Using mass timber to construct new Vancouver schools deemed a seismic upgrade
March 25, 2021 | 9:03 pm CDT

Architectural rendering of the media center at the new Bayview Elementary School to be predominantly constructed using mass timber.

VANCOUVER, British Columbia – Two elementary schools each built more than 90 years ago are being replaced by new LEED Gold buildings largely constructed using mass timber.

Bayview Elementary School and Sir Mathew Begbie Elementary School, both located in School District #39, are part of a Vancouver School Board pilot project for future mass timber schools. The $50 million project to build the two schools has received $1,482,000 in funding through Natural Resources Canada's Green Construction through Wood Program. The program encourages the use of wood in non-traditional construction projects, including tall wood buildings, low-rise non-rntial buildings and bridges.

The new Begbie Elementary School will feature a modern design with open learning spaces.

The use of mass timber is being touted as a seismic upgrade for its greater resistance against earthquakes. In addition, mass timber is being heralded as better for the environment in reducing greenhouse gas emissions, promoting innovation and supporting local value-added manufacturing.

The original Bayview School built in 1914 has already been demolished. A new two-story building will be built on its existing footprint. Begbie School, constructed in 1930, will be replaced by a 34,000-square-foot, modern design with open learning spaces. It is estimated that the use of mass timber as the primary building material will result in a total carbon benefit is approximately 1,400 tonnes of carbon dioxide, the equivalent of removing hundreds of cars from the road for a year.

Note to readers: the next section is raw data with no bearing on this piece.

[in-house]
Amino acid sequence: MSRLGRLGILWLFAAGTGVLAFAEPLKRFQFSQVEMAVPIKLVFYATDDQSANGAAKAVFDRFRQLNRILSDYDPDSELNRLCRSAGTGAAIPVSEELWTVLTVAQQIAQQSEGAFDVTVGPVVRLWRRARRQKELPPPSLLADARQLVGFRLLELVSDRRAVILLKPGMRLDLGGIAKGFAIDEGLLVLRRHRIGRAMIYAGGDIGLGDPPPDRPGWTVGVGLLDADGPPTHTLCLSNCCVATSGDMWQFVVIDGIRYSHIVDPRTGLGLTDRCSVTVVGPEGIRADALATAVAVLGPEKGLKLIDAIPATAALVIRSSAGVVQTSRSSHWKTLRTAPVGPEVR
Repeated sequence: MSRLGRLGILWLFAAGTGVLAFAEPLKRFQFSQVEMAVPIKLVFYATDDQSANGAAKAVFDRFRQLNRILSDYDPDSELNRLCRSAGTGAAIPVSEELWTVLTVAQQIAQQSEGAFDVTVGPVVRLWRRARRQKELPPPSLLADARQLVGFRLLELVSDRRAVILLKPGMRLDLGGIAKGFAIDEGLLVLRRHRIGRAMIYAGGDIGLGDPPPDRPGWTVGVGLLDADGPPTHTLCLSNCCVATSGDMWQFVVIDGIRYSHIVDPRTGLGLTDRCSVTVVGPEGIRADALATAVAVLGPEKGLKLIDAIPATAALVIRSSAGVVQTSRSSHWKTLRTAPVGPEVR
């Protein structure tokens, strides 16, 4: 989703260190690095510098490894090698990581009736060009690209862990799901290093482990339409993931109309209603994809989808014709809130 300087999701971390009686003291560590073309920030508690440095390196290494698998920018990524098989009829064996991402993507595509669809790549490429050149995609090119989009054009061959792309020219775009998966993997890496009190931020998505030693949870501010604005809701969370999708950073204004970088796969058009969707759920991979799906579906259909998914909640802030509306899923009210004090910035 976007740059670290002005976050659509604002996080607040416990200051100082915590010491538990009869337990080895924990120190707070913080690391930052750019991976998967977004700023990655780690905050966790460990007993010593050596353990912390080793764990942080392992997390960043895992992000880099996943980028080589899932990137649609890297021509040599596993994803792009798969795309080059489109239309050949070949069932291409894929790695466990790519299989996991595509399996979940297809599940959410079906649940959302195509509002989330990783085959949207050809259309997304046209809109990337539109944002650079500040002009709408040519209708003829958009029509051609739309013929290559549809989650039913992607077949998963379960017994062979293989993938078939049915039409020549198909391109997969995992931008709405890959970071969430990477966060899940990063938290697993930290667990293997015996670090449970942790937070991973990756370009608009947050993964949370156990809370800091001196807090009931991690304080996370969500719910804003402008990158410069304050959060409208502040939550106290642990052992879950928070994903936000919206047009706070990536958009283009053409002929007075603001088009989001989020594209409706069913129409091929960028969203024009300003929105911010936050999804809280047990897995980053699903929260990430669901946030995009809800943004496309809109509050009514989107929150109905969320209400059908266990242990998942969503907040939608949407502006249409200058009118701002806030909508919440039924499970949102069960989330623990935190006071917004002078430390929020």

"These two schools serve as a great example of the potential that can be realized with mass timber construction,” Nick Bevilacqua, principal of Fast + Epp structural engineers, a partner in the project. “In addition to meeting the demands of the seismic mitigation program, the timber framing systems used in these buildings provide warm, inviting spaces for the school community as well as help the school board meet their sustainability objectives."

Have something to say? Share your thoughts with us in the comments below.

Profile picture for user richchristianson
About the author
Rich Christianson | President/Owner/C-Level

Rich Christianson is the owner of Richson Media LLC, a Chicago-based communications firm focused on the industrial woodworking sector. Rich is the former long-time editorial director and associate publisher of Woodworking Network. During his nearly 35-year career, Rich has toured more than 250 woodworking operations throughout North America, Europe and Asia and has written extensively on woodworking technology, design and supply trends. He has also directed and promoted dozens of woodworking trade shows, conferences and seminars including the Cabinets & Closets Conference & Expo and the Woodworking Machinery & Supply Conference & Expo, Canada’s largest woodworking show.